This is Charlie6, author of Redleg's Rides, my host for a couple days of unexpected riding in Colorado. Anyone who's followed his blog knows a few things about him:
1. As much as he can he rides all year through all kinds of weather.
2. Riding takes him far afield and into the Rocky Mountains.
3. He racks up miles -- over 60 thousand in the last three years.
4. There's little boasting in his writing.
5. Unless you search carefully you can't quite tell who's behind the helmet. I've taken care of that.
I'll share a few things learned from observation. And a few other things can remain secret -- like the significance of certain street signs and the jungle in Panama.
The casual Redleg's Ride reader may have missed the author's name is Domingo Chang. Or that he's published an article in the BMW Motorcycle Owner's Association's Owner News magazine.
The article is titled Monument Valley via the Million Dollar Highway. It's a good read.
He's a serious rider. A look at his machines, gear, and attention to them give the strong impression that Mr. Chang is not a casual, fair weather rider.
I could go on but I don't want to embarrass him or screw up any chance of further riding should I return to Colorado.
Last Saturday morning Dom gave me the choice between Vikki, the V-Strom I had ridden the day before, or his beloved Brigitta, a beautiful 1987 BMW R80 airhead. With the thermometer reading 29F at departure time I chose the BMW because it had heated grips.
Our destination was about an hour away -- Red Rocks Park -- a little taste of the mountains before I had to fly back east. Once we arrived Dom told me to take the lead, go where I wanted, stop whenever I wanted to shoot pictures, we had plenty of time.
The bad feeling I get of having people waiting for me is one of the reasons I ride alone. I can stop a lot. The day quickly can become about photography and not riding.
As I scrambled up the red clay towards the rocks Dom probably was wondering what the hell I was doing. By the time I returned he said he would ride on ahead and I could catch up. He shot a video of me when I finally caught up. The startling slowness should serve as ample warning for anyone who thinks of riding with me.
The place was beautiful. The sky, the landscape, the feeling unlike anything I experience in Pennsylvania.
Charlie6 is all about the motorcycles. Whenever I turned the camera towards him he commented that the pictures should be about the motorcycles. So I had to switch to stealth mode, useful for reluctant or nervous subjects.
While Dom composed his artistic motorcycle arrangements I grabbed a shot of an R1200 GS (?) putting by.
Dom does look like a police officer. You would think people would steer clear. While we were here an SUV drove up and a woman leaped out and came running over and asked us if we wanted her to shoot our picture. First thought in my head was of Jack Riepe and the stories this encounter could generate. Then I wondered if she thought we looked like the Village People.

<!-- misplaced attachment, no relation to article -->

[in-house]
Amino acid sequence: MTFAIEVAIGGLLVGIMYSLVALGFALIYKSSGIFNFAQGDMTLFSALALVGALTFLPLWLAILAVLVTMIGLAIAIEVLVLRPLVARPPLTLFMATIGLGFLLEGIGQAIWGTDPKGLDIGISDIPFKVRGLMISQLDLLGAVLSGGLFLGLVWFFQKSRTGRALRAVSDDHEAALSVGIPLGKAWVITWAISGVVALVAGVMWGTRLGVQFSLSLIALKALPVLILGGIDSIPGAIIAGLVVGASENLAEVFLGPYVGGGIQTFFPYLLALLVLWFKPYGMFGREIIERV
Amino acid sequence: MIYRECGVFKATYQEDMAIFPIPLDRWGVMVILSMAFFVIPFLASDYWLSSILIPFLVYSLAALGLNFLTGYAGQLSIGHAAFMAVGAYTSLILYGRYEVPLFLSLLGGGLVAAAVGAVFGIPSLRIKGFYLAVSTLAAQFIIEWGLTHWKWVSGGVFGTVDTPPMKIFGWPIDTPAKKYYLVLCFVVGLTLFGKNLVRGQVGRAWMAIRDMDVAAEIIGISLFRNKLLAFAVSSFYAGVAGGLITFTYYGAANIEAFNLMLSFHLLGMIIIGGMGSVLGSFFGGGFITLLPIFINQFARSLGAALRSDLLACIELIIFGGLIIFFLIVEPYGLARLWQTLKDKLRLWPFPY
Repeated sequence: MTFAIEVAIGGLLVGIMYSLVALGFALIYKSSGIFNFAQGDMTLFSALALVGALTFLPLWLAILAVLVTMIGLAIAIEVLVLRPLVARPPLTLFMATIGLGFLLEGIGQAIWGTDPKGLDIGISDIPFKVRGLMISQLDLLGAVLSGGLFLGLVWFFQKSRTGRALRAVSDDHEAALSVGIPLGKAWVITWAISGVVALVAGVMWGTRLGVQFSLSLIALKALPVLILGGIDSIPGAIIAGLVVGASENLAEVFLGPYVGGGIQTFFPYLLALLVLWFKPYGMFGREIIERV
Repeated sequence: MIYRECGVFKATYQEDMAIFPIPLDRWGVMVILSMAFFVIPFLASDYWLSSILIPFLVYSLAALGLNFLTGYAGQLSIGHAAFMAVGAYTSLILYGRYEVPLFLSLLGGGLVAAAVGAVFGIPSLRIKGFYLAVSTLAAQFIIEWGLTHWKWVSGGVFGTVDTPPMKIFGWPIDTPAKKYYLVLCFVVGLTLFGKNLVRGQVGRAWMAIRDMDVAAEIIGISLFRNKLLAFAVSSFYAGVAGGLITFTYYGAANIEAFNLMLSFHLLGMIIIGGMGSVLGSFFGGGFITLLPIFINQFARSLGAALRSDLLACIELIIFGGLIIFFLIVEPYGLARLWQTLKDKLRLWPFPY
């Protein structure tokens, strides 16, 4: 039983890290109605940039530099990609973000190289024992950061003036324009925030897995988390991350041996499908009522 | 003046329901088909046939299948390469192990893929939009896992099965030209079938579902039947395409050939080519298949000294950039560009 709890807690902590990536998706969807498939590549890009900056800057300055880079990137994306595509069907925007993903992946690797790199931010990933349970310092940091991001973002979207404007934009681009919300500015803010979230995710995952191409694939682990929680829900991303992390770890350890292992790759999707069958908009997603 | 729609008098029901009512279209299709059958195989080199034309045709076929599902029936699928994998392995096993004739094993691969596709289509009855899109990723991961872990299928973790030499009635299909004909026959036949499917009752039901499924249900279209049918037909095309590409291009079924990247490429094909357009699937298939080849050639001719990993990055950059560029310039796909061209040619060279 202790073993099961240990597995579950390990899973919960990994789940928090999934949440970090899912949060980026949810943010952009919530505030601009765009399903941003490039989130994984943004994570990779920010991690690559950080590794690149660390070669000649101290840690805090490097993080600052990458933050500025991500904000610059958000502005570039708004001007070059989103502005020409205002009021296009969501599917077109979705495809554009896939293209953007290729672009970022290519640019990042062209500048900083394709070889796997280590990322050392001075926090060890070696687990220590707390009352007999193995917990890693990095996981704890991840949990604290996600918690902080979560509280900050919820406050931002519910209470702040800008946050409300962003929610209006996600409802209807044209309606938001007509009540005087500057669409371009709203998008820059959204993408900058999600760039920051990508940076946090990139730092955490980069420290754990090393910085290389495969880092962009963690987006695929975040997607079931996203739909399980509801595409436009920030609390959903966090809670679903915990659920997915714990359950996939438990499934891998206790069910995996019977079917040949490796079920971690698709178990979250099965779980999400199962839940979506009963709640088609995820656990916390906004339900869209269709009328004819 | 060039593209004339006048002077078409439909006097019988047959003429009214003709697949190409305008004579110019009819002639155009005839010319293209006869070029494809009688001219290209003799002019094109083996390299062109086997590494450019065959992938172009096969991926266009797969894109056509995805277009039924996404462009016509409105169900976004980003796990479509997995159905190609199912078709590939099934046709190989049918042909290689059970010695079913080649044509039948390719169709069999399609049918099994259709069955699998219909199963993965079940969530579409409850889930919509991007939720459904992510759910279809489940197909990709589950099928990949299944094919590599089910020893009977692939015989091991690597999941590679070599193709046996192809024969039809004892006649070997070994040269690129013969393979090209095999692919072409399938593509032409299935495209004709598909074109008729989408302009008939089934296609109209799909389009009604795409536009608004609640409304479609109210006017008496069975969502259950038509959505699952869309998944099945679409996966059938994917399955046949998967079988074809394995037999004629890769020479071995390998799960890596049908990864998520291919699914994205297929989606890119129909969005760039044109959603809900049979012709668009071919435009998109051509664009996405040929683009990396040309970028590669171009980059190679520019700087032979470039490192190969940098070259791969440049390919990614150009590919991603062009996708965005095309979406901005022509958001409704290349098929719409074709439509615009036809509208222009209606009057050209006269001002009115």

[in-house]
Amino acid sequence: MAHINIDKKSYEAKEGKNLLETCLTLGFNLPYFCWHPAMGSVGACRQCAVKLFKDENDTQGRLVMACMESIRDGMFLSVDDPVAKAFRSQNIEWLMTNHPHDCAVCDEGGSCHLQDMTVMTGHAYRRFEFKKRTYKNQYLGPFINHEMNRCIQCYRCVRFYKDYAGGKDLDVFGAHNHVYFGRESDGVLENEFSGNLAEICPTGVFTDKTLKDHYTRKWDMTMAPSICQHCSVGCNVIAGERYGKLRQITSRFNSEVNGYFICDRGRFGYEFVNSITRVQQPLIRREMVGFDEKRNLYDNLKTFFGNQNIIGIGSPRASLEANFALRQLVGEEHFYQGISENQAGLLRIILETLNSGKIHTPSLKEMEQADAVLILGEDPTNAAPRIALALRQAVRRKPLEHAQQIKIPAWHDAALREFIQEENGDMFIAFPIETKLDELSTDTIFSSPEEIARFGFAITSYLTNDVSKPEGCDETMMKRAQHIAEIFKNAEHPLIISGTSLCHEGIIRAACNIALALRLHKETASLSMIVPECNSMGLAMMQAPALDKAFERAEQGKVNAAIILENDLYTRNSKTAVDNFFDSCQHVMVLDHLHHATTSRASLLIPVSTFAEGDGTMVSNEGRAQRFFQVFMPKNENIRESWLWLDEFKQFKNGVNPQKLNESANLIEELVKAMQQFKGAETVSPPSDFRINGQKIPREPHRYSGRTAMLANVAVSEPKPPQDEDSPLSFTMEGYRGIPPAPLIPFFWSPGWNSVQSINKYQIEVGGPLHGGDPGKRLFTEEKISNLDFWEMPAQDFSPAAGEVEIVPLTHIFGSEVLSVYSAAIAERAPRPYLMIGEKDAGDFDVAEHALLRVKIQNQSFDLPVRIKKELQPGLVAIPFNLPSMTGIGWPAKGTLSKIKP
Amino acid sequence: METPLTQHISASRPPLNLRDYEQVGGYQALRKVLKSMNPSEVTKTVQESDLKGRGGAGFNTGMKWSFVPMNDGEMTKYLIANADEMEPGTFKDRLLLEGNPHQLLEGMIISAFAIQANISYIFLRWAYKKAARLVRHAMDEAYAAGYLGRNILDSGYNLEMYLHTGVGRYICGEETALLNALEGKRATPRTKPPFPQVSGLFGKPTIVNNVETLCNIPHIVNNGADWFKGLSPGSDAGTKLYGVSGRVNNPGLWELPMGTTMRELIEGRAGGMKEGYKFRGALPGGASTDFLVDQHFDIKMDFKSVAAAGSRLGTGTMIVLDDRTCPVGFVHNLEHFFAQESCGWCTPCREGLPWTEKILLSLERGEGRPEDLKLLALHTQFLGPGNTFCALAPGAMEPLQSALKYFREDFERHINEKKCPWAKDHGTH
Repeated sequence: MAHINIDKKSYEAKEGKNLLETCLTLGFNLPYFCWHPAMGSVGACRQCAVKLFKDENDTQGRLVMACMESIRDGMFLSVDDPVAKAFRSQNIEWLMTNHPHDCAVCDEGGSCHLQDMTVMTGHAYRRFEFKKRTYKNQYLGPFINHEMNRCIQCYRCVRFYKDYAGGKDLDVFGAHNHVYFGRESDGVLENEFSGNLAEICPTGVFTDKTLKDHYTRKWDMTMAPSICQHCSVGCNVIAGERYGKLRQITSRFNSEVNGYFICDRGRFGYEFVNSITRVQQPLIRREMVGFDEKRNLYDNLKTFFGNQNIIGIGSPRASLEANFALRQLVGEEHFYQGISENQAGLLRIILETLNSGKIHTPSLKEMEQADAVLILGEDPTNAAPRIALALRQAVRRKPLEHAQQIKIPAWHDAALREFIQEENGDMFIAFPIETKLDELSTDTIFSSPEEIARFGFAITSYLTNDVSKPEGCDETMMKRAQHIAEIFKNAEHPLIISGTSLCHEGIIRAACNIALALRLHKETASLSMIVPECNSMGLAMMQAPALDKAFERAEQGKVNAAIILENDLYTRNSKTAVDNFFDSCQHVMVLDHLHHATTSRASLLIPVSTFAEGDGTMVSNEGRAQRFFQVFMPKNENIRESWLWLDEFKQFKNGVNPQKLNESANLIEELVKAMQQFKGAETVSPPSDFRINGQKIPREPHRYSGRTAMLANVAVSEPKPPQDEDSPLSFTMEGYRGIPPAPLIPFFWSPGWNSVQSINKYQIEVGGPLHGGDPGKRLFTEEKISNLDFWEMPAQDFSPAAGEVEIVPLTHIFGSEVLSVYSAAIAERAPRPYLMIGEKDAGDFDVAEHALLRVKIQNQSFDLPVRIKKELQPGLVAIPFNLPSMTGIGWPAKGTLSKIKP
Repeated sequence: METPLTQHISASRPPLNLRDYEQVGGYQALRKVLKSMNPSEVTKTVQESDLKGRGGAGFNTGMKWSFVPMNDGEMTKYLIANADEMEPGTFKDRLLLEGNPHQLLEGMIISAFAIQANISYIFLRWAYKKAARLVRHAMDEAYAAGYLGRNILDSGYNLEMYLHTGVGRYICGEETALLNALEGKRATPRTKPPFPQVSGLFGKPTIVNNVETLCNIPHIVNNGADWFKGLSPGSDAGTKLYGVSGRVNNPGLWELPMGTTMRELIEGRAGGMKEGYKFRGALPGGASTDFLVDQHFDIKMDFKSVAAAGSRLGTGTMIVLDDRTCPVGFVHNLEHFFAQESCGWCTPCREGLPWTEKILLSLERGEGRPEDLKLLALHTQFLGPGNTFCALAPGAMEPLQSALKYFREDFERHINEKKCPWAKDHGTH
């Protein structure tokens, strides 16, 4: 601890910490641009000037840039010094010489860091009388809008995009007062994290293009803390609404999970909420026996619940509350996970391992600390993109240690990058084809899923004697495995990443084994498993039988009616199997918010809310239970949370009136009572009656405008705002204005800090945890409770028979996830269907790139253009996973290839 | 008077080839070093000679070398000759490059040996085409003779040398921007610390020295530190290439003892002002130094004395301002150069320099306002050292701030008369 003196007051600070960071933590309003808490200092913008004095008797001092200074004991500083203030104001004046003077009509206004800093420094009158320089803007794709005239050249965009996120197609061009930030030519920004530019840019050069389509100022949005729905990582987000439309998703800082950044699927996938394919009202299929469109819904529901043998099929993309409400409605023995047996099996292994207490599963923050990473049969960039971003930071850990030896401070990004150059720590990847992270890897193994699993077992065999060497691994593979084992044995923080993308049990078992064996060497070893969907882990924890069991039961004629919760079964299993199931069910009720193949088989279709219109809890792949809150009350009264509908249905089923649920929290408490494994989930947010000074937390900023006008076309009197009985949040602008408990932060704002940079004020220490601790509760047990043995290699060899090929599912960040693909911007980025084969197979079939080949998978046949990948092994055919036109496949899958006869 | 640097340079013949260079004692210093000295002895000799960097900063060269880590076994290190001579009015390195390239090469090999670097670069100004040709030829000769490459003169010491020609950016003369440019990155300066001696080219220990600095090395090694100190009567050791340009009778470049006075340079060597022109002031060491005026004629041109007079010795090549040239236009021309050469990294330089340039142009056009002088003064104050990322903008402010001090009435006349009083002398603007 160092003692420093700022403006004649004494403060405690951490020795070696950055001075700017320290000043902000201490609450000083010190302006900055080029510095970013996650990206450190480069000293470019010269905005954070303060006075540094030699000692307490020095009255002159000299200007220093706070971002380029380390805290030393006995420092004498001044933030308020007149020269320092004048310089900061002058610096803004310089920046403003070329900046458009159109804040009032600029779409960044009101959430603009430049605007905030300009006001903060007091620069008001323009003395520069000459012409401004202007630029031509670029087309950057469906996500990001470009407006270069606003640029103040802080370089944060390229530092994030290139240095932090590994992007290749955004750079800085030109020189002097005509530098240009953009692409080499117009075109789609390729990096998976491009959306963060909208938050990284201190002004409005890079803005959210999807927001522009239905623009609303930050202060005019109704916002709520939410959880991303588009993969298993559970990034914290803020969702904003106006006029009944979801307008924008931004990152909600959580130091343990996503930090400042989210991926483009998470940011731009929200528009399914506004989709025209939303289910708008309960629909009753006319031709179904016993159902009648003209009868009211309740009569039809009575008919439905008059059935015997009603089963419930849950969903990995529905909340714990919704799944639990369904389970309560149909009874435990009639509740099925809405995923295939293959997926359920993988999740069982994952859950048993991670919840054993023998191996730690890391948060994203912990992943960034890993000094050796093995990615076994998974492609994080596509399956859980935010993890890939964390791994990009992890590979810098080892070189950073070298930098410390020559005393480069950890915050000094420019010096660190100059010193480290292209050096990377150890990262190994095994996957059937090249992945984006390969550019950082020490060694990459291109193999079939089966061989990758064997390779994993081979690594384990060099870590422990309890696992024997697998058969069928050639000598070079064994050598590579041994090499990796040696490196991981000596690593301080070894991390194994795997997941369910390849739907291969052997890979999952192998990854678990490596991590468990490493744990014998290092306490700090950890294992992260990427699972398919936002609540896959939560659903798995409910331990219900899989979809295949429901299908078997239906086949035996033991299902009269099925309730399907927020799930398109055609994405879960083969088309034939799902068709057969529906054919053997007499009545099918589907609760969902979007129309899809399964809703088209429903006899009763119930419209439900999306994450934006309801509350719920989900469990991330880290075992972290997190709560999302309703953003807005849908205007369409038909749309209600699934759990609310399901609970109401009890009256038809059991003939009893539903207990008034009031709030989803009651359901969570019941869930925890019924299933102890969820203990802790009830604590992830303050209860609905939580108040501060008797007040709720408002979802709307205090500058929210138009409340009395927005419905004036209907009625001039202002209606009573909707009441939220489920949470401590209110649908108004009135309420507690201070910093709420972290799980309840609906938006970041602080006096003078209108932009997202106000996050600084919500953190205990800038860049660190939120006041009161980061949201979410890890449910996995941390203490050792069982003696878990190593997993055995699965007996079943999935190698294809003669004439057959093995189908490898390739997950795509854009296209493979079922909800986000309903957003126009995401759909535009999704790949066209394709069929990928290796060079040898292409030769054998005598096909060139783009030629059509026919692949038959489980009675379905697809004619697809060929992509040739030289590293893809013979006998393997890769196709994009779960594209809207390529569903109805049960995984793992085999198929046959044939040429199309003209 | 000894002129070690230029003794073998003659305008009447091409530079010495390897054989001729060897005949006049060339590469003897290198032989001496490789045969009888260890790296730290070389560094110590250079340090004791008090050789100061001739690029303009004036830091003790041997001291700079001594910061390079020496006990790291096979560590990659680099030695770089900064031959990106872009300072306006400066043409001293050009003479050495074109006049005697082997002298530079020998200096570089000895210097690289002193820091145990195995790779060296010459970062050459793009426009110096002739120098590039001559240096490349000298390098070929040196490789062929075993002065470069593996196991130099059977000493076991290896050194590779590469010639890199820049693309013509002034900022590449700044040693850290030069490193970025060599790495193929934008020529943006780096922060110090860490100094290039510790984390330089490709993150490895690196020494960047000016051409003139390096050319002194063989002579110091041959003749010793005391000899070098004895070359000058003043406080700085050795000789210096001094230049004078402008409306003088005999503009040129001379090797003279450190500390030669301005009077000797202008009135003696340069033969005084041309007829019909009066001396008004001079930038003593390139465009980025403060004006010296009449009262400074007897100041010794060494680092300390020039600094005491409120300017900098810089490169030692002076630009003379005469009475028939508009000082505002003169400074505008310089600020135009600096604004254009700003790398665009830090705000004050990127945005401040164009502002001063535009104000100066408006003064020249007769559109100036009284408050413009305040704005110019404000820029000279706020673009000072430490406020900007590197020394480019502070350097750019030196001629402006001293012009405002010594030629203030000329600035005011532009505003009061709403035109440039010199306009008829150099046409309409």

We politely declined the offer and I noted a scooter decal in her back window as she drove away. Obviously just a fine, friendly human.
It kind of bothers me that Jack Riepe pops into my head when I'm out riding. What the hell is that about?
Dom shoots as many, perhaps more, pictures as I do. He was curious how our pictures would compare. I'm always interested in how different people see the same places.
Nothing like big, red rocks for subject matter.
I learned something else about Dom when making this picture. He likes his motorcycles just so. When I set up the bike I had turned the front wheel to the left. Opposite of how one learns to leave it when you dismount in an MSF class. But I like the way the bike looks when the wheel is askew.
Dom likes the wheel straight and trotted over to fix things.
We rode to the top of Lookout Mountain and walked up to Buffalo Bill's grave. Only a foothill of the Rockies I still felt the 7500 foot elevation. At this point I wasn't shooting many pictures because the clock was starting to tick in my head and visions of security checkpoints at the airport were dancing in my head.
Going down the other side of the mountain towards Golden, Colorado placed us in clusters of bicyclists making their way up and down the mountain. I was glad to have a motor. At least for a few more moments.
After shooting this picture I couldn't get the BMW started. Dom came over and swore there should be gas in the tank. A quick dismantling of the fuel bowl of one of the carbs confirmed there was gas. Turned out I put the fuel shutoff valves in the wrong position. How would I know? I ride a Vespa.
After another Panama jungle experience we gassed up and hit the freeway to get back home and to the airport before I would have to buy another ticket. Brigitta followed Vikki and at times I saw the speedometer needle pegged at the maximum. Smooth and stable despite a nice crosswind.
Bikes safely back in the garage Dom checks to make sure I've not left anything behind before we go the the airport. Unfortunately we both forget the long underwear I borrowed. (They're in the wash now and I'll mail them back soon.)
At the airport I say my goodbye and head through security to meet motorcycle blogger Richard Machida as he heads back to Alaska. Dom must be a puppet master to pull off all this interaction so smoothly.
By the time my ass sinks into the seat of the Boeing 757 I am really tired. Five hours of riding is a nice sedative before flying. And a great way to end a great week in Colorado. I hope I can return the favor should Dom and his family visit Pennsylvania.
Dom -- thank you for your kind hospitality and trust with your motorcycles. The keys to the Vespa are yours whenever you want.